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Remember when Andrew Breitbart got into an argument with WorldNetDaily's Joseph Farah at CPAC over birtherism? Breitbart dismissed Farah's birther obsession as "self-indulgent", "narcissistic," and "a losing issue" for Republicans, despite the fact that discussions of President Obama's birth certificate were also promoted on Breitbart's own websites.
Well, Breitbart has contradicted himself again. He contributed a blurb -- prominently placed on the back cover -- to the new WND-published book by WND reporter Aaron Klein, The Manchurian President: Barack Obama's Ties to Communist, Socialist and Other Anti-American Extremists. Breitbart declares the book to be "a frightening yet vital primer for those now willing to look behind the curtain to see who is the leader of the free world."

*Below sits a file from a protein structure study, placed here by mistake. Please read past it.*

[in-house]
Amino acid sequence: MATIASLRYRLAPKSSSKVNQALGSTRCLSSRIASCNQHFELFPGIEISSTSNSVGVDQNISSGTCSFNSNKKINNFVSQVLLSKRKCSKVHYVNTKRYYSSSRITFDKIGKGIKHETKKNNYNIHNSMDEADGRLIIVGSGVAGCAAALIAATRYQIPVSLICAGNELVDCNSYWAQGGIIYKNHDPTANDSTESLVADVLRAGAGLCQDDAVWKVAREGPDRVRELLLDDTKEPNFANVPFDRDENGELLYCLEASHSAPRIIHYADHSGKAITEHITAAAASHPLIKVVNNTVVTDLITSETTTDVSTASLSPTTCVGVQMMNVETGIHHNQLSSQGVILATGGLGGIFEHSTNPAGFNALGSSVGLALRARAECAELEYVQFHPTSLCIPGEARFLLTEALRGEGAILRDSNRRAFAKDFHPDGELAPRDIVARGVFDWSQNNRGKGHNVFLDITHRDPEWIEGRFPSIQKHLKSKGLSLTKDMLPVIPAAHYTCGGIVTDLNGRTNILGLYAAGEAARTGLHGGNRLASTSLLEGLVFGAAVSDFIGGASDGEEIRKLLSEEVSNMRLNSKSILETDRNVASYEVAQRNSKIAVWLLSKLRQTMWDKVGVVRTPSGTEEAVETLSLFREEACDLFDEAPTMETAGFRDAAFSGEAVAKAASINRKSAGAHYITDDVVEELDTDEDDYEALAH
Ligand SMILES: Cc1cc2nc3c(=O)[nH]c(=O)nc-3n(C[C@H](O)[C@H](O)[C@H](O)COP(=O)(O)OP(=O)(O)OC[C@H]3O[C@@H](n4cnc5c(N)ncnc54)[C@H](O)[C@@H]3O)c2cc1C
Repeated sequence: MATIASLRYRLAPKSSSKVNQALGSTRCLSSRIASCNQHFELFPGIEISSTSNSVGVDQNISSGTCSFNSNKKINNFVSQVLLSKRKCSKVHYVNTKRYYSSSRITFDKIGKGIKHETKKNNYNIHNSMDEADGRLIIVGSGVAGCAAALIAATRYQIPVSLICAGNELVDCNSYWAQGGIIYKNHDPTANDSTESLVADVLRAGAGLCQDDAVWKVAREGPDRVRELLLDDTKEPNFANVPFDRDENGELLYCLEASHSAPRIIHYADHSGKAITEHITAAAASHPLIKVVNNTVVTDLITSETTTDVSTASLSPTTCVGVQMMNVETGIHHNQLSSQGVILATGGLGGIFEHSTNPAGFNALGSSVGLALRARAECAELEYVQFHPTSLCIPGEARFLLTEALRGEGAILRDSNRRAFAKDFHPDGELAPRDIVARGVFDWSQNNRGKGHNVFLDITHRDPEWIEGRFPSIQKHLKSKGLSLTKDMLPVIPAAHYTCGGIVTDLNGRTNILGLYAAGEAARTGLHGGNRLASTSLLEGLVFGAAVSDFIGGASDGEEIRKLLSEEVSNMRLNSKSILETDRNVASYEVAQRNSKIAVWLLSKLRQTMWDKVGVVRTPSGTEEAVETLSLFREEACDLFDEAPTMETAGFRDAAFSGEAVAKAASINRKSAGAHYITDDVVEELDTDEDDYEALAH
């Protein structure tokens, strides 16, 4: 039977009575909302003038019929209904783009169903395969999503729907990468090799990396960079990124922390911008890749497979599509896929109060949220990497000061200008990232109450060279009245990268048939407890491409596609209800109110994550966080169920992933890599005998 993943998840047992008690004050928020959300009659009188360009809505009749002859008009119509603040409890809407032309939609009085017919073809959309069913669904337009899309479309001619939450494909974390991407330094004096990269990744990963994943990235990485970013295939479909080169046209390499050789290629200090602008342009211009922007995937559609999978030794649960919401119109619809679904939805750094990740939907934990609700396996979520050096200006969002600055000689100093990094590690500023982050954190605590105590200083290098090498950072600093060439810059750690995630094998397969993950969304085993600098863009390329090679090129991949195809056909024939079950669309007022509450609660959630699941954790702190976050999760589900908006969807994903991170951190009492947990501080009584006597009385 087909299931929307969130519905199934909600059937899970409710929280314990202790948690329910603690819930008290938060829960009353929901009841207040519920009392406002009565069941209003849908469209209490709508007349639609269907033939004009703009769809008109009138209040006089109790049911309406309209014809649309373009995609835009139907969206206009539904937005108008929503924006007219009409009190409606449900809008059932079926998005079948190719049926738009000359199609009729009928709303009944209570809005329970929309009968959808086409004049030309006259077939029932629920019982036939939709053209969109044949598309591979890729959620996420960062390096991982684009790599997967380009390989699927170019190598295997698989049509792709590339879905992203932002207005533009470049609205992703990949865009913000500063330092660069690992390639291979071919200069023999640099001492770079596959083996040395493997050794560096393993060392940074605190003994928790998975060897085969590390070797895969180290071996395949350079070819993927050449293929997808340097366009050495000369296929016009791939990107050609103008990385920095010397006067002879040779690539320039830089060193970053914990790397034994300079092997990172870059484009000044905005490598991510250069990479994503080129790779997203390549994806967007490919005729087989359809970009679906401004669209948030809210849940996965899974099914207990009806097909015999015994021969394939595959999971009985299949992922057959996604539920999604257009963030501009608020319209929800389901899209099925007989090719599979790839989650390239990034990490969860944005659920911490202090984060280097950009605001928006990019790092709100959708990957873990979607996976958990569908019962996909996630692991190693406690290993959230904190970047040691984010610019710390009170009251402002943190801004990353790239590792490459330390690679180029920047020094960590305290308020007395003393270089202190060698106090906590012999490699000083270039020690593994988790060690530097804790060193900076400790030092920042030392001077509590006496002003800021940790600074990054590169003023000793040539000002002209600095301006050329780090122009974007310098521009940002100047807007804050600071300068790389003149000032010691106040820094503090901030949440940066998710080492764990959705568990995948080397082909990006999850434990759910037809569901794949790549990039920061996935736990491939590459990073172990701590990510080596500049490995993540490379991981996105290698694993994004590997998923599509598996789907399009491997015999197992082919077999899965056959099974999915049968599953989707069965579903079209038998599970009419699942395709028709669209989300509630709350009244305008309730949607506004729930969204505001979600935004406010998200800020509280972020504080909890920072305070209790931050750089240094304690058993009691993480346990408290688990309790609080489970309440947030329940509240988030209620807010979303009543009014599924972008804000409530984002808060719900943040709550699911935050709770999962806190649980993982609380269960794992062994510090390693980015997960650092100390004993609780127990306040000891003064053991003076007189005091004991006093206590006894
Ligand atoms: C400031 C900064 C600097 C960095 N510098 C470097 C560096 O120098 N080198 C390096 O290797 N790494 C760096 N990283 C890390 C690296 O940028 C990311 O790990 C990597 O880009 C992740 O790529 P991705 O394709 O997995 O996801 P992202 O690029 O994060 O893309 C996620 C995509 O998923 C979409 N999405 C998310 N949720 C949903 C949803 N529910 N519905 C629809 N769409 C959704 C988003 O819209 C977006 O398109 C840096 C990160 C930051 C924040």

And what does Klein (and co-author Brenda J. Elliott) do? Devote an entire chapter of the book to "Issues of Eligibility."
"Obama tied to Bill Ayers... at age 11!"
Such is the title of the first chapter of WorldNetDaily "reporter" Aaron Klein's new book, The Manchurian President: Barack Obama's Ties to Communists, Socialists and Other Anti-American Extremists, and it should give you an inkling of the sort of scholarship you can expect here. While the physical book itself is new, its content is decidedly stale, re-examining as it does all of the "controversial" aspects of Obama's background that nobody outside the nuttier corners of the blogosphere cared about back in 2008.
But Klein has added some remarkably asinine twists to the right's fascination with Obama and Ayers, which brings us to the first chapter detailing Obama's alleged boyhood links to Ayers, which is based on a WorldNetDaily article Klein wrote last June.